M.A. This view of Paganism starting in England as conservative and becoming radical in the states is very much the view in Ron Hutton’s extraordinary book, “Triumph of the Moon.” And it’s probably got a lot of truth to it. This gets back to what I said about Starhawk and me. That, sort of like the society for creative anachronism which recreates the Middle Ages, not as it was but as we would like it to be, we both had a vision of Paganism not as it was, but as we would like it to be and some of that has actually come about. Now let me be a little more honest. There are all kinds of political views in Paganism: libertarian conservatives, socialists, liberals, etc. And that has always been true. When I first started writing the book, I met Pagans who were pro nuclear power and didn’t give a fig for environmental activism. That is less true today. I think most Pagans are libertarian on social issues, and divided on economic issues, with some people being to the left (me) and others being more moderate or conservative. And let’s go further. There are many Norse religionists, and people who are Asatru who are social conservatives. You would find a real division among Pagans on issues like “is Islam dangerous?”. There are some people who would take a view that all Islam is dangerous and others who are active in interfaith that would say that is a totally crazy, dangerous and biased view. But I know these differences exist below the surface because I talked on my Facebook page about covering the story about the controversy over the Islamic cultural center near Ground Zero, and even on my Facebook page I got some really heated and almost crazy responses. So while I do think the Pagan movement has gotten more progressive over the years mainly because of environmental concerns, I by no means think there is a homogeneous politics within the movement. I also believe there is a certain tendency Americans have to look at themselves in a certain way, and that affects everyone here, no matter what they call themselves on the surface. There is a certain American individualism, both good and bad, that affects all our views and it affects the way we have created Paganism and Wicca, that makes it different from Paganism and Craft in Europe for example.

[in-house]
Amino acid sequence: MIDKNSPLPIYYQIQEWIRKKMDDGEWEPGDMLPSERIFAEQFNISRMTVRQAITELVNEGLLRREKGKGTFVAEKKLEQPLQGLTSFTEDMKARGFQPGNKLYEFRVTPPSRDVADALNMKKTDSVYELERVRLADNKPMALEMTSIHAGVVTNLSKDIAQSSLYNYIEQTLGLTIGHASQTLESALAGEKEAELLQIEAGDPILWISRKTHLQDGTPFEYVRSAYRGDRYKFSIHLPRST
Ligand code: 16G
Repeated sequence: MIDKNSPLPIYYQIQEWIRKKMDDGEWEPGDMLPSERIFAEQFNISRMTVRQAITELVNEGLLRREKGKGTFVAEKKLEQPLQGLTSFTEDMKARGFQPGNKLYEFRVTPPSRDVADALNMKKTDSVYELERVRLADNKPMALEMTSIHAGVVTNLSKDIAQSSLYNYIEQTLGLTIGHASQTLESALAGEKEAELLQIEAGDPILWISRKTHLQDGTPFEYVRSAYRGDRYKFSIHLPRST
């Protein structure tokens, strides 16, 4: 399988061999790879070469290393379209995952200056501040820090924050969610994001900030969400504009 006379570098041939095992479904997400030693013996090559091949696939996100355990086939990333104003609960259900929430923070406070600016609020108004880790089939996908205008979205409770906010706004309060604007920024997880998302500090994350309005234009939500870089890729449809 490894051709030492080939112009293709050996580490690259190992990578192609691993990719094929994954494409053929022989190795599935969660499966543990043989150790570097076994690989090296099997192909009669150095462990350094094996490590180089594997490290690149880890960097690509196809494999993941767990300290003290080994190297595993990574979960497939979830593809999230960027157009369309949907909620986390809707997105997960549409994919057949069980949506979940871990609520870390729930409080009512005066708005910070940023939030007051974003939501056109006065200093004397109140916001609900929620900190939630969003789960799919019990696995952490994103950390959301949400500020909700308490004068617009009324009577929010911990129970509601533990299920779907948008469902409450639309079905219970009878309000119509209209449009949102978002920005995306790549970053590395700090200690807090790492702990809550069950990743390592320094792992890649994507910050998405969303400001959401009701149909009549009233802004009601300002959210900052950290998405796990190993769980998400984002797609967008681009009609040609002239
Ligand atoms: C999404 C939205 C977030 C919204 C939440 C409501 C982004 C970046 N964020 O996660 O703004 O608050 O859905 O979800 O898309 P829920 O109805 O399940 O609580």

M.A.P. In what direction do you think the Pagan movement is currently headed?

M.A. I think mainstreaming is continuing. There is more interfaith work. But the main trend I hope will be to bring together many different forms of earth based spirituality, and some of the forms that have gotten the most press, like Wicca may get less notice as a broader Earth based spirituality movement takes form.

M.A.P. What milestones would you like to see happen within Paganism in the next 5 to 10 years?

M.A. Well, here is probably my most heretical statement. Way down deep, although I was trained in Wicca, I think the broader Pagan movement, the Earth-based spirituality movement, is more important than Wicca, and that movement connects many people who don’t even call themselves Pagan. Take a book like Bron Taylor’s Dark Green Religion, in which he shows how everyone from Jane Goodall to James Lovelock is expressing views of Gaian naturalism and forms of animism. I think that in order to save the planet there has to be a very broad based notion of earth spirituality that encompasses many people, not only those that now call themselves Pagan. 


  1. Good interview! The comments on covering Isaac's passing are interesting; I wondered how much NPR's willingness to do it affected our local affiliate's agreement to finally allow a Pagan dialogue on their morning talk show. Trickle Down does work in some mediums, neh? ;0)

  2. Thanks for the comment. You know I almost didn't ask the question about her piece on Issac, but I am glad I did a lot of friends have told me they were glad I did as well. I thought her answer a bit interesting as well. I think it shows how far we have come as a movement. Like she said and I agree I don't think it would have aired 5 years ago.